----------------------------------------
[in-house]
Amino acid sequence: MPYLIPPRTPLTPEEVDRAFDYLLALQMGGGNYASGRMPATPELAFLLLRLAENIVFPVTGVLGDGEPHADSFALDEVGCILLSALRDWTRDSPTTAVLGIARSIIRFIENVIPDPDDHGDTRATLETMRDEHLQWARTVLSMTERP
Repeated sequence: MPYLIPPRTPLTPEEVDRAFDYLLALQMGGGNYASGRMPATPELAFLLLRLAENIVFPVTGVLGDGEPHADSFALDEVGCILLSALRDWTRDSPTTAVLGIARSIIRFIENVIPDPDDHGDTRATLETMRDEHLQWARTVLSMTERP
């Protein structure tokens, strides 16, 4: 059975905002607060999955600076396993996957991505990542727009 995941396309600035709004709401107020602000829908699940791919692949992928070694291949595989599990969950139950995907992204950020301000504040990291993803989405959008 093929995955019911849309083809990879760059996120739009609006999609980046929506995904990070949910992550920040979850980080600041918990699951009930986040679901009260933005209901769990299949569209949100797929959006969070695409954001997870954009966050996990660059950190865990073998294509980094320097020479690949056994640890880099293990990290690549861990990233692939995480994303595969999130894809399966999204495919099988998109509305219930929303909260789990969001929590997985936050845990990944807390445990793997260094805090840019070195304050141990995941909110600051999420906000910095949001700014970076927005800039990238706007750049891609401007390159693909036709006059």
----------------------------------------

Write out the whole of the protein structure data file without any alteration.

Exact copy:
[in-house]
Amino acid sequence: MPYLIPPRTPLTPEEVDRAFDYLLALQMGGGNYASGRMPATPELAFLLLRLAENIVFPVTGVLGDGEPHADSFALDEVGCILLSALRDWTRDSPTTAVLGIARSIIRFIENVIPDPDDHGDTRATLETMRDEHLQWARTVLSMTERP
Repeated sequence: MPYLIPPRTPLTPEEVDRAFDYLLALQMGGGNYASGRMPATPELAFLLLRLAENIVFPVTGVLGDGEPHADSFALDEVGCILLSALRDWTRDSPTTAVLGIARSIIRFIENVIPDPDDHGDTRATLETMRDEHLQWARTVLSMTERP
């Protein structure tokens, strides 16, 4: 059975905002607060999955600076396993996957991505990542727009 995941396309600035709004709401107020602000829908699940791919692949992928070694291949595989599990969950139950995907992204950020301000504040990291993803989405959008 093929995955019911849309083809990879760059996120739009609006999609980046929506995904990070949910992550920040979850980080600041918990699951009930986040679901009260933005209901769990299949569209949100797929959006969070695409954001997870954009966050996990660059950190865990073998294509980094320097020479690949056994640890880099293990990290690549861990990233692939995480994303595969999130894809399966999204495919099988998109509305219930929303909260789990969001929590997985936050845990990944807390445990793997260094805090840019070195304050141990995941909110600051999420906000910095949001700014970076927005800039990238706007750049891609401007390159693909036709006059």